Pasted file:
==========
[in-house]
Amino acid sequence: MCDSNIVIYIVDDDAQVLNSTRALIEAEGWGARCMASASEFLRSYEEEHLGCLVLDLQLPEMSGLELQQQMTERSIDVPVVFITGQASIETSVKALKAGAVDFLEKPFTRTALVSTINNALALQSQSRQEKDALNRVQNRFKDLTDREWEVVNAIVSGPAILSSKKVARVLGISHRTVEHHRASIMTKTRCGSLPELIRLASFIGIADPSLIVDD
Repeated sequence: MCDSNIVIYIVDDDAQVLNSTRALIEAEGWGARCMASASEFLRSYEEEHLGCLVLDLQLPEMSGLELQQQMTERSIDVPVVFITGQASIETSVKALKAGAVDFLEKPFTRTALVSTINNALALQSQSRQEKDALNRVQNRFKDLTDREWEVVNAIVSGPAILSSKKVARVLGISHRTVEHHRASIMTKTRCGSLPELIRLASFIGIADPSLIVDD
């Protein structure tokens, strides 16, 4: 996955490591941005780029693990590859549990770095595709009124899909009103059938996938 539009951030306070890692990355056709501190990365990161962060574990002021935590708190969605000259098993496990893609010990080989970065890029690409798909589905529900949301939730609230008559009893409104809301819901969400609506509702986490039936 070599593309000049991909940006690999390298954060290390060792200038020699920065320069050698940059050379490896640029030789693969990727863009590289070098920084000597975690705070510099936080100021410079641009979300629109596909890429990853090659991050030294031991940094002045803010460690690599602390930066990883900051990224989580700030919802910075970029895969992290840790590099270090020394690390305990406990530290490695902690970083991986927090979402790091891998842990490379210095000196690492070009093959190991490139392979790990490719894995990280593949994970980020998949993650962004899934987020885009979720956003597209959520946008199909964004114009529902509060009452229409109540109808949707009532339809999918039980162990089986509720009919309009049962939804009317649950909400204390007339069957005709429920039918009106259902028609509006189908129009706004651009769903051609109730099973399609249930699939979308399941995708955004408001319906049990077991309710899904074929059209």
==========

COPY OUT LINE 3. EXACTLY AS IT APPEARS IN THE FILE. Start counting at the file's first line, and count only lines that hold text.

Repeated sequence: MCDSNIVIYIVDDDAQVLNSTRALIEAEGWGARCMASASEFLRSYEEEHLGCLVLDLQLPEMSGLELQQQMTERSIDVPVVFITGQASIETSVKALKAGAVDFLEKPFTRTALVSTINNALALQSQSRQEKDALNRVQNRFKDLTDREWEVVNAIVSGPAILSSKKVARVLGISHRTVEHHRASIMTKTRCGSLPELIRLASFIGIADPSLIVDD